• Gemma Gordon, SA Road Transport Association and Macklin Transport
• Damien White, Pacific National
• Lu Feltrin, Shipping Australia Ltd and CMA-CGM Australia
• John Warda, ABB Grain/Viterra
• Sherree Goldsworthy, nominee of the Minister for Transport
• Neil Murphy, SAFC (ex-officio)
|Employment expectations improve|
Melbourne, Victoria, Australia
|Australia’s employment expectations are rising with 14% of businesses expecting to increase staff before Christmas, according to the latest business expectations survey from Dun & Bradstreet.|
This comes on the back of improvements in the employment market in the June quarter, which saw 11% of companies employ new staff.
Firms are also positive about the sales and profits outlook and are confident about increasing inventory levels and capital investment in the quarter ahead.
Christine Christian, D&B’s chief executive, says the rise in employment expectations is important.
“Employment intentions often have a significant impact on the long-term unemployment rate; therefore the drastic improvement in this index should play a critical role in helping reduce unemployment. After the 1991 recession, it took 11 years for unemployment to return to pre-recession levels, however, current expectations suggest the return to lower unemployment figures should occur more quickly this time around.”
About 40% of executives believe a slow growth in demand will be their biggest barrier to success in the year ahead. Funding shortages and access to skilled staff are also seen as barriers, with 20% and 10% of firms reporting these issues respectively as those most likely to impede growth.
|Container volumes head upwards |
Auckland, New Zealand, New Zealand
|Ports of Auckland has seen container volumes rise to 208,812 TEU in the July-September quarter, up 7% from the previous quarter.|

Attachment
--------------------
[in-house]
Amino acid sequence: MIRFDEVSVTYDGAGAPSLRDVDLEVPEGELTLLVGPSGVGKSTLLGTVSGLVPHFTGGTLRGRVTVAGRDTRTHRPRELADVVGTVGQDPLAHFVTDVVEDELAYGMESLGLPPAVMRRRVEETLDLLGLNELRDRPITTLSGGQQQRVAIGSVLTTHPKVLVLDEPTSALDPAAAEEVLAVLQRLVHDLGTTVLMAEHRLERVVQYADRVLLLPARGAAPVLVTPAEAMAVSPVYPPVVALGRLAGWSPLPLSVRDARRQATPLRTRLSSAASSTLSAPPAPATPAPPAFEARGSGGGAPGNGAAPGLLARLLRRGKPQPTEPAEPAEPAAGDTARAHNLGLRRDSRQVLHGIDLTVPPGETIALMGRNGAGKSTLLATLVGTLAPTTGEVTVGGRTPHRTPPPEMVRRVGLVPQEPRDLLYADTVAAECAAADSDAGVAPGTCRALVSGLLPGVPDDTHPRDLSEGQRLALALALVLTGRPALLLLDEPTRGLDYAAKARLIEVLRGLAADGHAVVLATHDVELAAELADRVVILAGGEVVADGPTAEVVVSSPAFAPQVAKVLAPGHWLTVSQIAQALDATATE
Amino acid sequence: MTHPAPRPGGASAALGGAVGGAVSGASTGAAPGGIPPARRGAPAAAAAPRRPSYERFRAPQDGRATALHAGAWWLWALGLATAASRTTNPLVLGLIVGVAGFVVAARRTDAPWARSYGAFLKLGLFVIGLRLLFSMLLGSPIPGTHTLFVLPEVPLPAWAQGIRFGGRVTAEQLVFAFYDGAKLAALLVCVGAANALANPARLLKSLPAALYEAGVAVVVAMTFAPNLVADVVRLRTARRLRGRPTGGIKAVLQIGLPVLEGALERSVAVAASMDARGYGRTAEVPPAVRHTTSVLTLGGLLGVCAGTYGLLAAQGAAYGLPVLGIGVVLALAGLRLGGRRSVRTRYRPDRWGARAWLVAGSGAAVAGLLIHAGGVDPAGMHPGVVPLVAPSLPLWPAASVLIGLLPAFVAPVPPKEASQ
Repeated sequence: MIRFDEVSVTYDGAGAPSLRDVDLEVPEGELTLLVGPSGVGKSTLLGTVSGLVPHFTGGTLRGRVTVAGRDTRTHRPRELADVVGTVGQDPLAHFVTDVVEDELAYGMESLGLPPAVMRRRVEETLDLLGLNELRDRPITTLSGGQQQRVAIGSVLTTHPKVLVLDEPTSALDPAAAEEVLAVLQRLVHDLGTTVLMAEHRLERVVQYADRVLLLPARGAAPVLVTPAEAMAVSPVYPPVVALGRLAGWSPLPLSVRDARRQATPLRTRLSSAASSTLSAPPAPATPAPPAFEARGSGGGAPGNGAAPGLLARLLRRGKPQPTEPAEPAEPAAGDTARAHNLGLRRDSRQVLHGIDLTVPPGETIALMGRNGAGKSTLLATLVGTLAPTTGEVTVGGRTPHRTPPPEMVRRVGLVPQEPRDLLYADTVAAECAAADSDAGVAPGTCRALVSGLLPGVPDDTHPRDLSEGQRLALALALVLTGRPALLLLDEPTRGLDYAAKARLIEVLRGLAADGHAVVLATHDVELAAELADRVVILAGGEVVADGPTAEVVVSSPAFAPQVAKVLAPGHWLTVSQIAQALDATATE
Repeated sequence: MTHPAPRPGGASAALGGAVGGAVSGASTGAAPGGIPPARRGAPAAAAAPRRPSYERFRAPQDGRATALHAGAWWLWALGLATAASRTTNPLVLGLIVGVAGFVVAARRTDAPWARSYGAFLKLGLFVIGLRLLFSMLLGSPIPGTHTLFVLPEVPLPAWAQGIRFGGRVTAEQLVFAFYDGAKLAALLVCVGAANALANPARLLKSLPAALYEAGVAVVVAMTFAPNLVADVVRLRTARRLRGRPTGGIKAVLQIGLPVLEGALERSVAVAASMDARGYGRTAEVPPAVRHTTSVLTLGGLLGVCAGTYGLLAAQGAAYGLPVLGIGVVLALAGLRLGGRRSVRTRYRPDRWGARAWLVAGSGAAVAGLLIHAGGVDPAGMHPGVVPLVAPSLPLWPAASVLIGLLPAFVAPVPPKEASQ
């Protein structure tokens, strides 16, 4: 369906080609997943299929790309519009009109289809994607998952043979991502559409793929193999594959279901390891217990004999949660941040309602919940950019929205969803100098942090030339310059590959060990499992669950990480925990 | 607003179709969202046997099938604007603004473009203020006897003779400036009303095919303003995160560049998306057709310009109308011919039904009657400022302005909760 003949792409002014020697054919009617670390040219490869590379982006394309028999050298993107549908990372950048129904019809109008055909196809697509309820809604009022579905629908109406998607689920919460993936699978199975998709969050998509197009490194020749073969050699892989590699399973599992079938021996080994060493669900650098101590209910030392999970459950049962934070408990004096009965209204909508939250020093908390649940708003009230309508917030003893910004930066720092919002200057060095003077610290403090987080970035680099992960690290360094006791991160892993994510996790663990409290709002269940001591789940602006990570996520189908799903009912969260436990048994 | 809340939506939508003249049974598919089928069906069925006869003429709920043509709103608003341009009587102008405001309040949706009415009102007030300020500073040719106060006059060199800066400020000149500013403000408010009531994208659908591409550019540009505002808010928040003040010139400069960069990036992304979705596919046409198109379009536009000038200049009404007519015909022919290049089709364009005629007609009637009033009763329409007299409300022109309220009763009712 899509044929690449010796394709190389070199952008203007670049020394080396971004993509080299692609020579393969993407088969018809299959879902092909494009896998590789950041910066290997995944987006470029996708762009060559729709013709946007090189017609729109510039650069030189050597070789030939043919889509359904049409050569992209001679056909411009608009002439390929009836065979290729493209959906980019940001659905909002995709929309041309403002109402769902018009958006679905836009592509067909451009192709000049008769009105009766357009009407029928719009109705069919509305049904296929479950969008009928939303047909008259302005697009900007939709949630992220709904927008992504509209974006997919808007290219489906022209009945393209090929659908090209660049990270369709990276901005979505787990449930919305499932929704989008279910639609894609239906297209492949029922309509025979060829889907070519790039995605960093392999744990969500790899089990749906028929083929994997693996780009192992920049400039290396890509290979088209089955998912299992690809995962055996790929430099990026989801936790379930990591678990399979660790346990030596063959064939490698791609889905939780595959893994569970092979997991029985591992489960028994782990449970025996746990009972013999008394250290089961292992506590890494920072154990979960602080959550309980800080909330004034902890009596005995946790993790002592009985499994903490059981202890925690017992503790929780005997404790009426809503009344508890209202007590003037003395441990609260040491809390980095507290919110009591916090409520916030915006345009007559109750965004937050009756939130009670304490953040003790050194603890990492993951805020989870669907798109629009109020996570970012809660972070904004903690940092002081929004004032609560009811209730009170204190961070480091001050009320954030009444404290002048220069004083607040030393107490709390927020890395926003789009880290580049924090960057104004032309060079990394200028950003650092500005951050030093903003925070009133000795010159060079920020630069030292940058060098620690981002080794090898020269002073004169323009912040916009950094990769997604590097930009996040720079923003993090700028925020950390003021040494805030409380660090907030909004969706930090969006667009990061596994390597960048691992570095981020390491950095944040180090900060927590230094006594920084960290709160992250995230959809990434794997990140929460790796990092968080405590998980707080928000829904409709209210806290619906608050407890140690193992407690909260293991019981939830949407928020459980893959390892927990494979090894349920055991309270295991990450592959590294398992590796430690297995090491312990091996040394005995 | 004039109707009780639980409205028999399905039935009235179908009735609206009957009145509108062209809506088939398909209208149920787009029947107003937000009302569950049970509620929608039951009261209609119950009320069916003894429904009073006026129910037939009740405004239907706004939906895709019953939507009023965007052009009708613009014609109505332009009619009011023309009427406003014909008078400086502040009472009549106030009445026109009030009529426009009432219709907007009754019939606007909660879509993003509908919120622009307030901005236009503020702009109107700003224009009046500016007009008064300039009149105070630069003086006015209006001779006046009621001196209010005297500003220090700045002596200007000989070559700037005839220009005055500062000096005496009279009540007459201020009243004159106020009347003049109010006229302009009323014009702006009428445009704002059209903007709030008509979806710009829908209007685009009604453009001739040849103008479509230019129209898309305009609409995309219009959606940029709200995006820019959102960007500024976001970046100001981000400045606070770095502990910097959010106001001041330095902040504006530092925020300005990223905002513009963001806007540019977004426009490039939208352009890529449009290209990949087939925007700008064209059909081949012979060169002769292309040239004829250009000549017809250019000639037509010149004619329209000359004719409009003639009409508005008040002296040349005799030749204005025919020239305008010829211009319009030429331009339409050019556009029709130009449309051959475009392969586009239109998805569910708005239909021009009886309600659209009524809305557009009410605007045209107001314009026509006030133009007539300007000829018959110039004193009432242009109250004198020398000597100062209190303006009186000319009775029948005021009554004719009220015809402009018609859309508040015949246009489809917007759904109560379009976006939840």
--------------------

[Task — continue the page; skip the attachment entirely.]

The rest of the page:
Despite the increase, volumes are still below 2008 levels, with total TEU for the July-September quarter down 5% year on year.
Managing director Jens Madsen says while some of the increase is attributable to normal seasonal fluctuations, the overall trend is heartening.
“In particular, we are seeing a gradual increase in full import container volumes. This is a good sign as we head into the traditional busy import season ahead of Christmas,” Madsen says.
“We anticipate a similar trend with export volumes over the coming months.”
Trans-shipment volumes, where containers destined for on-shipping to other New Zealand ports are routed through Auckland, were up 8% for the quarter, compared to 2008.
Car volumes, and break-bulk (non-containerised) and bulk volumes, were up 14.8% and 9.0% respectively from the April-June 2009 quarter, but were down 29% and 33% compared to last year.
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|Palletless Shipping at Store-All Warehousing |
|Store-All Warehousing Ltd was founded in 1993 to provide customized storage for the regional manufacturing industry. Nowadays, the company is one of the largest in the country with over 400,000 sq ft of quality warehousing facilities providing a wide range of services to an ever-expanding and sophisticated customer base.|
Store-All Warehousing Ltd stores a wide range of products for different companies under optimal conditions.
The company is extremely satisfied with its RollerForks®/Pallet Inverter combination – both of which were supplied by A.F. Engineering, Irish dealer for the Dutch manufacturer, MSE-Forks.
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|SMHCO is Now on Facebook, Twitter, and LinkedIn!! |
|In September, 2009 Systems Material Handling launched their new Social Networking Project. Social Networking is the new phrase that is being used to describe the online communities where information is shared publicly. Some examples of these networking sites are Facebook, LinkedIn, Twitter and MySpace. While Social Networking started as merely a forum for personal relationships in recent years this technology has moved into the business community.|